Energy drinks: The silent killer!

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By Gamuchirai Mugadzaweta

A GLANCE at my 11-year-old nephew gulping an energy drink got me worried.
What would be the future of a young lad relying on energy supplements at his age?
With his metabolism still functioning well, why opt for a supplementary energy drink that might have severe side-effects in the long run?
One’s health must be guarded jealously by desisting from taking artificial supplements.
Many students have turned to energy drinks to stay awake in preparation for examinations.
Although it seems helpful, it is a death sentence activated each day.
Energy drinks make one hyperactive.
Energy drinks commonly found on the market include brands like Dragon, Red Bull, Switch, Amp, Monster, Burn, Relentless and Full Throttle, among a host of others.
Their brand names say it all!
In Zimbabwe, the new education curriculum has brought pressure to students as they now have more subjects than before.
Charles Mahaka, a student writing his ‘O’-Levels in November this year, said he had no option but to have energy drinks that keep him awake.
“I am writing ‘O’-Level exams in November and I have to study for many hours,” he said.
“I sleep for four hours only these days.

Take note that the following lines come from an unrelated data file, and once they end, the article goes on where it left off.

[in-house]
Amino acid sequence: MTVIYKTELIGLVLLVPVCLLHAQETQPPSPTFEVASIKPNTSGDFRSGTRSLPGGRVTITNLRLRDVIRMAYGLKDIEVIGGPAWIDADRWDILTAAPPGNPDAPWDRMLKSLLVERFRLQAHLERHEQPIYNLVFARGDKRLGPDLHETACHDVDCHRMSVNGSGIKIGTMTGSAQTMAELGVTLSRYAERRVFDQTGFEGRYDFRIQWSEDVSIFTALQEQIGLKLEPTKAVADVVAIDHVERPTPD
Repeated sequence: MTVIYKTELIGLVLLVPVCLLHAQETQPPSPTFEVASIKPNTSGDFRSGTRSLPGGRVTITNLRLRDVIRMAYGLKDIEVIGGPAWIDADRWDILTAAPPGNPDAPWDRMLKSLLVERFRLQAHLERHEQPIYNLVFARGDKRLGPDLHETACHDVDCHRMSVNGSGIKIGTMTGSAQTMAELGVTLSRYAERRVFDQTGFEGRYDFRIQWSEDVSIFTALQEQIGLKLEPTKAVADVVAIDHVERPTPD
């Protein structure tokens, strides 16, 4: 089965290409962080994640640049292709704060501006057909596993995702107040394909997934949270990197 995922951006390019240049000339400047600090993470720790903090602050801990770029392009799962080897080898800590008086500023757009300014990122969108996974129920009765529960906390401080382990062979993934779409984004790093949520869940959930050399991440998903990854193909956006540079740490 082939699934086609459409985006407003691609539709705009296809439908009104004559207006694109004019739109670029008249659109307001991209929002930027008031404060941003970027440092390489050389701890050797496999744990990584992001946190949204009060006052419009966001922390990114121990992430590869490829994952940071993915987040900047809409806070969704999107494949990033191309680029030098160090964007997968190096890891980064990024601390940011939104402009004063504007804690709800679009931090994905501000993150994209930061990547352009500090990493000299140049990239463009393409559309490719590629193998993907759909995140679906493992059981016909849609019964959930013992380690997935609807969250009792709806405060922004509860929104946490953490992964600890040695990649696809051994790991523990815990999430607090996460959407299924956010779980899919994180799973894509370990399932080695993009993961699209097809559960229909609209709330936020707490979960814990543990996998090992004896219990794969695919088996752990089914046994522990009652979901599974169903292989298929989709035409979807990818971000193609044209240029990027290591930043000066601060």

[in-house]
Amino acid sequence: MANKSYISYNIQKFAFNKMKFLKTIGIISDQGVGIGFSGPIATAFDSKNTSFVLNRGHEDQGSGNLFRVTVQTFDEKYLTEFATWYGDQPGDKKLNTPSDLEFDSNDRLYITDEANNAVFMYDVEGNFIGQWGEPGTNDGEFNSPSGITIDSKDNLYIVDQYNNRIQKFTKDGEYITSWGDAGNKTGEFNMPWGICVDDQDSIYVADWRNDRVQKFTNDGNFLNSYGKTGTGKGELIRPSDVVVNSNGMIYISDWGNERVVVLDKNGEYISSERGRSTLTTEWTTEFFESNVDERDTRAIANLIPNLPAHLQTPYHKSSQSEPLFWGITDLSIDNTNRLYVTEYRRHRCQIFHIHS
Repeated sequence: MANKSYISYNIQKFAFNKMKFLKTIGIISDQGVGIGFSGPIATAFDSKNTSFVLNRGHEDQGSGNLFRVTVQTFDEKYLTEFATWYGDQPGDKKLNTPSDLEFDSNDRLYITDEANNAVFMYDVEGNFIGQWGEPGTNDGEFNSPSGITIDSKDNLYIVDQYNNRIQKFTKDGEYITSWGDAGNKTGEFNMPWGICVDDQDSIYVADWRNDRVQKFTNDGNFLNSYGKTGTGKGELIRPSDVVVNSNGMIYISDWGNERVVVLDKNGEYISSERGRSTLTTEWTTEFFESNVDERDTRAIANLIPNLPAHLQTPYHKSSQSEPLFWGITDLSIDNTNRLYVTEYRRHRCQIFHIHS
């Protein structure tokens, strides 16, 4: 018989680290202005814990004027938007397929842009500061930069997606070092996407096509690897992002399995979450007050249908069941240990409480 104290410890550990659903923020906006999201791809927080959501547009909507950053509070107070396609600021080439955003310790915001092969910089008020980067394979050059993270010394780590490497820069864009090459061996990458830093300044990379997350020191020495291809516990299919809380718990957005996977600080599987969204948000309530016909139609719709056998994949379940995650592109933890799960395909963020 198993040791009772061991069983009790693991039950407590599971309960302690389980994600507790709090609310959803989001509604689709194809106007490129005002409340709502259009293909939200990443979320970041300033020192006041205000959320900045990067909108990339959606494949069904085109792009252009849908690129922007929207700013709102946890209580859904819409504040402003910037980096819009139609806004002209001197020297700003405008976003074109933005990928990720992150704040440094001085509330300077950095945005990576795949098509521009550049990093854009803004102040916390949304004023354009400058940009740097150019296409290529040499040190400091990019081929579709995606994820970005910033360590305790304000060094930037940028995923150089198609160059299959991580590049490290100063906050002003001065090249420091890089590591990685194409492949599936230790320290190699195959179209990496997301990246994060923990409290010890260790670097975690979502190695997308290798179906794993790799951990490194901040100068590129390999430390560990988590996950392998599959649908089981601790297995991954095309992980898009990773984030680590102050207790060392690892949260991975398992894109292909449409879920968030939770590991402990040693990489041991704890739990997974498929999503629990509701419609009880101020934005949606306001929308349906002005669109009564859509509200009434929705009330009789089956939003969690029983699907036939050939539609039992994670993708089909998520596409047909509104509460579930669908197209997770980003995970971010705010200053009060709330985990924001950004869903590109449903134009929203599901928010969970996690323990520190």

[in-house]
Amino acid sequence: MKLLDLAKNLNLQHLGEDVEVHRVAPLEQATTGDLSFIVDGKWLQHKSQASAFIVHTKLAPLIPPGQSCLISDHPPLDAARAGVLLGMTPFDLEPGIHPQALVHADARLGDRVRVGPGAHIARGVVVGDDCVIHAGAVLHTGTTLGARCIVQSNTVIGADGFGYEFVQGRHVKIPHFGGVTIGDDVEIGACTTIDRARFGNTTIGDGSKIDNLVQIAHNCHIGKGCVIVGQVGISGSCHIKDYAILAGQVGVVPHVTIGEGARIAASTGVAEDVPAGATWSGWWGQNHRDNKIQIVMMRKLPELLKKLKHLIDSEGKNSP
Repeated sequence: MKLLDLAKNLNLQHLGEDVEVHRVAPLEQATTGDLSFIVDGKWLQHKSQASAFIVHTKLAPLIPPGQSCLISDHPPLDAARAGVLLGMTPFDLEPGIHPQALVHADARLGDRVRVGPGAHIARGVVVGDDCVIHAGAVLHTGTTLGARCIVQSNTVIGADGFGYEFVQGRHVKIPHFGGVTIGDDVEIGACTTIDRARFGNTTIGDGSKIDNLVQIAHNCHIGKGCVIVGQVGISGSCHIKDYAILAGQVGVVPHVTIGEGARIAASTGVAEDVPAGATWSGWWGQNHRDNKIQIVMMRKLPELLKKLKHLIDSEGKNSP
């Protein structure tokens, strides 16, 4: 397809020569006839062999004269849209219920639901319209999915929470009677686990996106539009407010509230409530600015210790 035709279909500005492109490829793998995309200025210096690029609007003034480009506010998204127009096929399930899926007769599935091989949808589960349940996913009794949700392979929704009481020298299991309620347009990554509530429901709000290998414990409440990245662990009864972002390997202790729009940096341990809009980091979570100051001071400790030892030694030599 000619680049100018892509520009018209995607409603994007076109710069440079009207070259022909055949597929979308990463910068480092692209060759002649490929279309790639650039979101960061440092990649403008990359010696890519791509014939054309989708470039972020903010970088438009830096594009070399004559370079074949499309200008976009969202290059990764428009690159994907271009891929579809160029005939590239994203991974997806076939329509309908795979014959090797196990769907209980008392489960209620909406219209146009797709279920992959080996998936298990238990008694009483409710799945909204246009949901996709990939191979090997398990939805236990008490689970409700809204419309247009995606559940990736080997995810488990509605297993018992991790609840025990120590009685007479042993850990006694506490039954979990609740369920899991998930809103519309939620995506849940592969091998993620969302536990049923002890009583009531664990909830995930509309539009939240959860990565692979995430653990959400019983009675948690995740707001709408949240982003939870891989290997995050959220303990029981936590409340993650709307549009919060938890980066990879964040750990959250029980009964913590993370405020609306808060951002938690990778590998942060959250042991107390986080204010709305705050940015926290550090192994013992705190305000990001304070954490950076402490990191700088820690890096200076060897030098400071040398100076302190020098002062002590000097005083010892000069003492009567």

“I need to be awake at night and I can only manage to do that by taking energy drinks.”
Energy drinks are not only popular with high school students as their counterparts in tertiary colleges also rely on them.
Charles Paundi, a university student now hooked on energy drinks said he took them to keep awake all night long.
Said Paundi: “I started taking the energy drinks when I was a first year student.
“I am now in my final year and I am hooked on the energy booster.
“My worry is, I prefer the energy drink even when I am not studying.
“It is now my source of energy.
“I have realised that I no longer get thirsty the way I used to. “One glass of water a day is now enough.
“The energy drink does the trick.”
Chipo Sande, an athlete, said she relied on energy drinks for the long distance runs .
“I am a long distance runner and have competed in the 20km marathon over the years,” she said.
“I use two bottles of energy drinks to keep fit each day.”
Energy drinks are appreciated worldwide by athletes, students, professionals in highly demanding fields as well as truck drivers on long trips.
According to the Journal of the American Heart Association, energy drinks are more dangerous to the heart than drinks with caffeine only.
Part of the journal says: “Too much caffeine can cause a rapid heartbeat and high blood pressure and can cause side effects such as sleeping problems, a rapid heartbeat and high blood pressure.
In addition, it can cause side effects such as problems sleeping, nervousness, restlessness, irritability, upset stomach, muscle tremors
Caffeine can cause more serious issues for people who have heart problems or who take certain medications.
Caffeine overdose can lead to a number of symptoms, including palpitations, high blood pressure, nausea and vomiting, convulsions and, in some cases, even death.
Another complication is type 2 diabetes, as high consumption of caffeine reduces insulin sensitivity.